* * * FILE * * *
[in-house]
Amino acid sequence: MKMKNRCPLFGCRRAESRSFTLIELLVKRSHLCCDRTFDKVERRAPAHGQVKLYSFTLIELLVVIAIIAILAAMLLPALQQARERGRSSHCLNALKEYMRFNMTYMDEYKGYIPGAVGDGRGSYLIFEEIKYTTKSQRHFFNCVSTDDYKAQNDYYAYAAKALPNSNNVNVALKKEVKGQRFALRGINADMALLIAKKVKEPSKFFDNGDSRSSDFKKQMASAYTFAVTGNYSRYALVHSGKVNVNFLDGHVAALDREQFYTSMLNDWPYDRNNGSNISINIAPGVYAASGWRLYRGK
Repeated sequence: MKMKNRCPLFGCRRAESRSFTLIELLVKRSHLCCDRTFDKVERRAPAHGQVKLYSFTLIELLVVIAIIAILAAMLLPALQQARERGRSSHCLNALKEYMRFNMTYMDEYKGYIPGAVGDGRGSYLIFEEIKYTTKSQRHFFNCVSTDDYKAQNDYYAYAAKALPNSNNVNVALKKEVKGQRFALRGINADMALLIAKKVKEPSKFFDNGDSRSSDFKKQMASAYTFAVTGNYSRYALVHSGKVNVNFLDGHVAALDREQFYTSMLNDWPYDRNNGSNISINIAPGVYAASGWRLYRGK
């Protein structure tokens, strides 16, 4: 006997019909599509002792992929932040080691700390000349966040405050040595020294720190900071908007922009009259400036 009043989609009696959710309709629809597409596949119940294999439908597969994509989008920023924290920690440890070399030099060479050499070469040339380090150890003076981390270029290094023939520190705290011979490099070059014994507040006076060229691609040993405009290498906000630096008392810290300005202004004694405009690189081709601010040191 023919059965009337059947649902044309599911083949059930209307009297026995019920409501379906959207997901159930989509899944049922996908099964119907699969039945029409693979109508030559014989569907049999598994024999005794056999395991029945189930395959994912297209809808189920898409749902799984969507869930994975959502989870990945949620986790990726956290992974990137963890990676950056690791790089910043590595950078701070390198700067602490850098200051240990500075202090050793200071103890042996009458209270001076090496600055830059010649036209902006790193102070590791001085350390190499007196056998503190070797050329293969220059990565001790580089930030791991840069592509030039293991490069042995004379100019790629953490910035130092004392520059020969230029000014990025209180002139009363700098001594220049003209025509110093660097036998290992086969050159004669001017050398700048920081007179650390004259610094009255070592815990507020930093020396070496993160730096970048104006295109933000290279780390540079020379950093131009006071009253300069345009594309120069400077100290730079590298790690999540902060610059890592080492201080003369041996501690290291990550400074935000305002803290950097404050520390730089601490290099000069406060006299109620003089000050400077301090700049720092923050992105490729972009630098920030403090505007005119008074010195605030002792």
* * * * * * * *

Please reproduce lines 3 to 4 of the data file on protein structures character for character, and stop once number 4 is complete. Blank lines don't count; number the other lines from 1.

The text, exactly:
Repeated sequence: MKMKNRCPLFGCRRAESRSFTLIELLVKRSHLCCDRTFDKVERRAPAHGQVKLYSFTLIELLVVIAIIAILAAMLLPALQQARERGRSSHCLNALKEYMRFNMTYMDEYKGYIPGAVGDGRGSYLIFEEIKYTTKSQRHFFNCVSTDDYKAQNDYYAYAAKALPNSNNVNVALKKEVKGQRFALRGINADMALLIAKKVKEPSKFFDNGDSRSSDFKKQMASAYTFAVTGNYSRYALVHSGKVNVNFLDGHVAALDREQFYTSMLNDWPYDRNNGSNISINIAPGVYAASGWRLYRGK
């Protein structure tokens, strides 16, 4: 006997019909599509002792992929932040080691700390000349966040405050040595020294720190900071908007922009009259400036 009043989609009696959710309709629809597409596949119940294999439908597969994509989008920023924290920690440890070399030099060479050499070469040339380090150890003076981390270029290094023939520190705290011979490099070059014994507040006076060229691609040993405009290498906000630096008392810290300005202004004694405009690189081709601010040191 023919059965009337059947649902044309599911083949059930209307009297026995019920409501379906959207997901159930989509899944049922996908099964119907699969039945029409693979109508030559014989569907049999598994024999005794056999395991029945189930395959994912297209809808189920898409749902799984969507869930994975959502989870990945949620986790990726956290992974990137963890990676950056690791790089910043590595950078701070390198700067602490850098200051240990500075202090050793200071103890042996009458209270001076090496600055830059010649036209902006790193102070590791001085350390190499007196056998503190070797050329293969220059990565001790580089930030791991840069592509030039293991490069042995004379100019790629953490910035130092004392520059020969230029000014990025209180002139009363700098001594220049003209025509110093660097036998290992086969050159004669001017050398700048920081007179650390004259610094009255070592815990507020930093020396070496993160730096970048104006295109933000290279780390540079020379950093131009006071009253300069345009594309120069400077100290730079590298790690999540902060610059890592080492201080003369041996501690290291990550400074935000305002803290950097404050520390730089601490290099000069406060006299109620003089000050400077301090700049720092923050992105490729972009630098920030403090505007005119008074010195605030002792």